150 characters. That’s all I’m allowing you for your music teacher vision statement. If you had to whittle it all down, what would you say? Why are you doing this?
⬆️ Listen to the podcast above or keep on reading, whichever fits your style. ↙️
To celebrate episode 150 of the Vibrant Music Teaching Podcast I have a challenge for you:
Your assignment is to craft a vision statement for your music studio. But it has to be 150 characters.
Are you up to the challenge?
Sidenote: How did we get to 150?! She still feels like a little fledgling to me. 🐦
Why You Need a Vision Statement
A vision statement might sound like corporate nonsense to you, but it can be useful for us, as music teachers – if we do it right.
If the term “vision statement” doesn’t resonate with you, feel free to call it something else. It could be a one-liner, statement of purpose, mission or overarching goal.
Even if you’re still on the fence, have some faith and keep reading. I promise you’ll get out what you put into this vision statement exercise.
How to Craft Your Music Teacher Vision Statement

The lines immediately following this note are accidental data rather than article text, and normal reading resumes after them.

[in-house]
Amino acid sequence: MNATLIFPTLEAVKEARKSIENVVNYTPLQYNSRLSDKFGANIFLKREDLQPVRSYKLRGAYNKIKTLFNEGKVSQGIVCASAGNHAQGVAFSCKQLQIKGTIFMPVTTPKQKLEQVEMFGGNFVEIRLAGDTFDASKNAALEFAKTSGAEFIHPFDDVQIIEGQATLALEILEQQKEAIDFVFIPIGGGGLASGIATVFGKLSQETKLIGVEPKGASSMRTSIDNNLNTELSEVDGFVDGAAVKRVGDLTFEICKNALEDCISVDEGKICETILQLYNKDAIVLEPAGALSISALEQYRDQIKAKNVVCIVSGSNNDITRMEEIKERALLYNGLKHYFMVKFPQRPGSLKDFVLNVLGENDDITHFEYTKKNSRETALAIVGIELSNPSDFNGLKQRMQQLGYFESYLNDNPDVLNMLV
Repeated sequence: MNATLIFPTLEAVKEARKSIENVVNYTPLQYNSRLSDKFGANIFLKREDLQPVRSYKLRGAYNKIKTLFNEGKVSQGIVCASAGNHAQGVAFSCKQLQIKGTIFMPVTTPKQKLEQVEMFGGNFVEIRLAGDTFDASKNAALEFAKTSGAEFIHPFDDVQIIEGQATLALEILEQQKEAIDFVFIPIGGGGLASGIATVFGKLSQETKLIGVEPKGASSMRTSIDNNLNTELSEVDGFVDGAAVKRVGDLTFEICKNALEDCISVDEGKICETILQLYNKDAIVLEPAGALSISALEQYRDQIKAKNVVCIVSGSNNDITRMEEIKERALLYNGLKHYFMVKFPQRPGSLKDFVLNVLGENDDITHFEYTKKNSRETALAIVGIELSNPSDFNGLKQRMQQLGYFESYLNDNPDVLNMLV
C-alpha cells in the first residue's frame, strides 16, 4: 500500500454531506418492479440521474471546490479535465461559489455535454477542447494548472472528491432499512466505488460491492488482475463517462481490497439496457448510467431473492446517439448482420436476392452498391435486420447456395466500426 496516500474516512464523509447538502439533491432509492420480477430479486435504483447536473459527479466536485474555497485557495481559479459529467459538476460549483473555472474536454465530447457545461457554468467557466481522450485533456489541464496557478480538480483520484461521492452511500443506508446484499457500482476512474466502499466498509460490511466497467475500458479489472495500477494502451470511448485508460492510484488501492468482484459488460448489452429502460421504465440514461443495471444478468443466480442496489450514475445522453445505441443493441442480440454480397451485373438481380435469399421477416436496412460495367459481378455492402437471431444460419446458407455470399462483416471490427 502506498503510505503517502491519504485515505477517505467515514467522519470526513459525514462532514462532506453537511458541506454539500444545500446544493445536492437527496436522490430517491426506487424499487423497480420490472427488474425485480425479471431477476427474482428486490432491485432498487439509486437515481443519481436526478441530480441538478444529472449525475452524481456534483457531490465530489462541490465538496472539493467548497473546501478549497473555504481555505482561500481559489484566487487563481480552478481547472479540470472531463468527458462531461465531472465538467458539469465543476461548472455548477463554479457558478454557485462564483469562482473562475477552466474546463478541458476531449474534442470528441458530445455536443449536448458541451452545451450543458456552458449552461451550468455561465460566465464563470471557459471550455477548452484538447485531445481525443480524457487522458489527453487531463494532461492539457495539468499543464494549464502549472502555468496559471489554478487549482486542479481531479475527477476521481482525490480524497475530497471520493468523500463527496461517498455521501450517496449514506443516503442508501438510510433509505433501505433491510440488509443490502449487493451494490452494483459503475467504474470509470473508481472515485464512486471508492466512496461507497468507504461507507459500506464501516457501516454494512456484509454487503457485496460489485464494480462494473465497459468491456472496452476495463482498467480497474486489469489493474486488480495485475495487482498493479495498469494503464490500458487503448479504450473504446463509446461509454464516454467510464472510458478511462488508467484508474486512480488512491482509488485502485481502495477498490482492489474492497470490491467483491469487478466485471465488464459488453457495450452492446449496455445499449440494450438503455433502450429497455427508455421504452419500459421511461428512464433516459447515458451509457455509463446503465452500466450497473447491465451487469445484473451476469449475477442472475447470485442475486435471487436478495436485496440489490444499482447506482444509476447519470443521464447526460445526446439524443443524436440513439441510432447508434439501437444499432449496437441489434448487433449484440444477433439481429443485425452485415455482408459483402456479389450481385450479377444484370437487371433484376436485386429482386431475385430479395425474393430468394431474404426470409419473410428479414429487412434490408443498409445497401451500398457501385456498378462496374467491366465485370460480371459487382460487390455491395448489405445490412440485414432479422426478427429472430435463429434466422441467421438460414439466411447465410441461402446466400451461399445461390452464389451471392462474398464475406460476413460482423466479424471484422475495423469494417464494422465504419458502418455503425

You’re going to need to be focussed, succinct and specific to make this work. Here are some goals you should have for your music teacher vision statement:
- Clear and simple language.
- Specific and memorable.
- Unique to you.
Your vision statement is like your guiding star. It doesn’t need to say everything about your studio, just the most important thing which makes you special.
If you do this right, your statement should not work for another studio. If you think every music teacher would be happy to hang your vision statement on their wall, go back to the drawing board and get more specific.
Vision Statement Examples
I wrote these examples for fictional studios to give you some idea of what a vision statement could look like.
Yours does not have to follow any of these sentence structures. But it should focus on just one core value of your studio.
At Studio A, we inspire lifelong musicianship in all of our students through our creative approach to teaching and playing piano.
At Studio B, we make music accessible to everyone using the latest technology, resources and teaching methods.
Our vision at Studio C is to bring communities together through music with local events and group projects which reach beyond the walls of our school.
The students of Studio D receive a holistic music education that can take them to the highest levels of music achievement.
At Studio E, we develop adaptive collaborative musicians who can jump into any musical opportunity when it comes up in their life.
Most parents struggle to get their kids to practice piano. At studio F, we give you the tools you need to make the practice routine feel easy.
Many adults look back on their music lessons with anxiety and regret. Studio G’s lessons are so much fun that we can guarantee your child won’t.
What’s your vision statement?
I’d love to hear how you handle this in the comments below. Then, head over to my Studio Business page for more tips and tricks!